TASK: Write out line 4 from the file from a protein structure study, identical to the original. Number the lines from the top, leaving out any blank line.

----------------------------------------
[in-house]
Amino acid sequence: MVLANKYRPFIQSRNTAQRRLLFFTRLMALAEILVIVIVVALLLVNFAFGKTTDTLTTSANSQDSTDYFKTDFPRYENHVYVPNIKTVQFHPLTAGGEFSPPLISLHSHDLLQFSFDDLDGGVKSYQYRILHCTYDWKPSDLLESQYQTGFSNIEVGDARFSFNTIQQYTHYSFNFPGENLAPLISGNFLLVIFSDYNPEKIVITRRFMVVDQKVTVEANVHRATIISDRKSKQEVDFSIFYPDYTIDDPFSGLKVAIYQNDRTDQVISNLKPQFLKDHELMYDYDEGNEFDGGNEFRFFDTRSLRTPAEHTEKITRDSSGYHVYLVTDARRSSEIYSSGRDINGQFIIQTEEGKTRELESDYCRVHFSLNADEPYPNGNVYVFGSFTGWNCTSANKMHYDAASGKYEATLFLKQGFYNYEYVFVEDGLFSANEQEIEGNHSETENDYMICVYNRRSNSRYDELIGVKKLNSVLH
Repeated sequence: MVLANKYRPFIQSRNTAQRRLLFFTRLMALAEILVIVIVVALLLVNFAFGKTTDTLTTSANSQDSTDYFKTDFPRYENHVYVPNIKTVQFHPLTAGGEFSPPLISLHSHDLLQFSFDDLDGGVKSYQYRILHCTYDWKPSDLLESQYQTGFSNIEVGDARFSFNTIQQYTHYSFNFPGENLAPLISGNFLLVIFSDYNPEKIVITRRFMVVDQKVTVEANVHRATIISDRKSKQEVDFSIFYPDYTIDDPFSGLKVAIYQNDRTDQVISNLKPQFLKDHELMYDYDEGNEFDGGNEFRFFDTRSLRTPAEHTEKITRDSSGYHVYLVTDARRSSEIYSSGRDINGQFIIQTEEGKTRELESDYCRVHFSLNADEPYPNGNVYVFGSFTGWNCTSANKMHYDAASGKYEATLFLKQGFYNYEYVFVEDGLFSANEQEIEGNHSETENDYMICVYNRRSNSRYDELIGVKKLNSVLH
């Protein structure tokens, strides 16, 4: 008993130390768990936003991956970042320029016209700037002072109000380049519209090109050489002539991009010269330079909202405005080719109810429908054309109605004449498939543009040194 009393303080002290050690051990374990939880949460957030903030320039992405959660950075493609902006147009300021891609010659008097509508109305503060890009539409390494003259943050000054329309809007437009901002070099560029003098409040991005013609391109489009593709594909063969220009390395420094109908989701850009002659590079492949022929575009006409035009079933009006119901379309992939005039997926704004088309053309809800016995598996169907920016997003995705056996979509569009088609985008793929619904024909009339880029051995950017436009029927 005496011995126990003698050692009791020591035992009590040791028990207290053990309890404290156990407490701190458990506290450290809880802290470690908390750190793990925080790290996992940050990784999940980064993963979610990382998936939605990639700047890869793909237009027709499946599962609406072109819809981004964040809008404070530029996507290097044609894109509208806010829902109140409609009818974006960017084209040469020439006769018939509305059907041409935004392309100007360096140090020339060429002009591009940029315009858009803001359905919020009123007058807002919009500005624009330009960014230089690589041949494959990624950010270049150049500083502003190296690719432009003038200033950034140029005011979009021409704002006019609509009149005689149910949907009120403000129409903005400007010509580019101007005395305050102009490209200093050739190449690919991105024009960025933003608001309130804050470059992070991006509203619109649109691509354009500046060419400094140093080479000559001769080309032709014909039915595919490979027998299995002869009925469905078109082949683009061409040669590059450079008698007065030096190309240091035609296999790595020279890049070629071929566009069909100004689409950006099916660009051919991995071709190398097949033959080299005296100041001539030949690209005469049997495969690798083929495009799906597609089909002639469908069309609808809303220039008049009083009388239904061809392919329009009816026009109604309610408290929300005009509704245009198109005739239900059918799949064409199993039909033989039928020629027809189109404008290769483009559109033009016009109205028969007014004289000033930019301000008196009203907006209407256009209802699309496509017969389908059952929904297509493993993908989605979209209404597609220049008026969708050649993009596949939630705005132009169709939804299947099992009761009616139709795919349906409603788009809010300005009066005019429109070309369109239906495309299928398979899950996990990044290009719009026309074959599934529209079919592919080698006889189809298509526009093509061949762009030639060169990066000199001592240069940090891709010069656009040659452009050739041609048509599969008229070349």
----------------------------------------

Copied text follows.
């Protein structure tokens, strides 16, 4: 008993130390768990936003991956970042320029016209700037002072109000380049519209090109050489002539991009010269330079909202405005080719109810429908054309109605004449498939543009040194 009393303080002290050690051990374990939880949460957030903030320039992405959660950075493609902006147009300021891609010659008097509508109305503060890009539409390494003259943050000054329309809007437009901002070099560029003098409040991005013609391109489009593709594909063969220009390395420094109908989701850009002659590079492949022929575009006409035009079933009006119901379309992939005039997926704004088309053309809800016995598996169907920016997003995705056996979509569009088609985008793929619904024909009339880029051995950017436009029927 005496011995126990003698050692009791020591035992009590040791028990207290053990309890404290156990407490701190458990506290450290809880802290470690908390750190793990925080790290996992940050990784999940980064993963979610990382998936939605990639700047890869793909237009027709499946599962609406072109819809981004964040809008404070530029996507290097044609894109509208806010829902109140409609009818974006960017084209040469020439006769018939509305059907041409935004392309100007360096140090020339060429002009591009940029315009858009803001359905919020009123007058807002919009500005624009330009960014230089690589041949494959990624950010270049150049500083502003190296690719432009003038200033950034140029005011979009021409704002006019609509009149005689149910949907009120403000129409903005400007010509580019101007005395305050102009490209200093050739190449690919991105024009960025933003608001309130804050470059992070991006509203619109649109691509354009500046060419400094140093080479000559001769080309032709014909039915595919490979027998299995002869009925469905078109082949683009061409040669590059450079008698007065030096190309240091035609296999790595020279890049070629071929566009069909100004689409950006099916660009051919991995071709190398097949033959080299005296100041001539030949690209005469049997495969690798083929495009799906597609089909002639469908069309609808809303220039008049009083009388239904061809392919329009009816026009109604309610408290929300005009509704245009198109005739239900059918799949064409199993039909033989039928020629027809189109404008290769483009559109033009016009109205028969007014004289000033930019301000008196009203907006209407256009209802699309496509017969389908059952929904297509493993993908989605979209209404597609220049008026969708050649993009596949939630705005132009169709939804299947099992009761009616139709795919349906409603788009809010300005009066005019429109070309369109239906495309299928398979899950996990990044290009719009026309074959599934529209079919592919080698006889189809298509526009093509061949762009030639060169990066000199001592240069940090891709010069656009040659452009050739041609048509599969008229070349």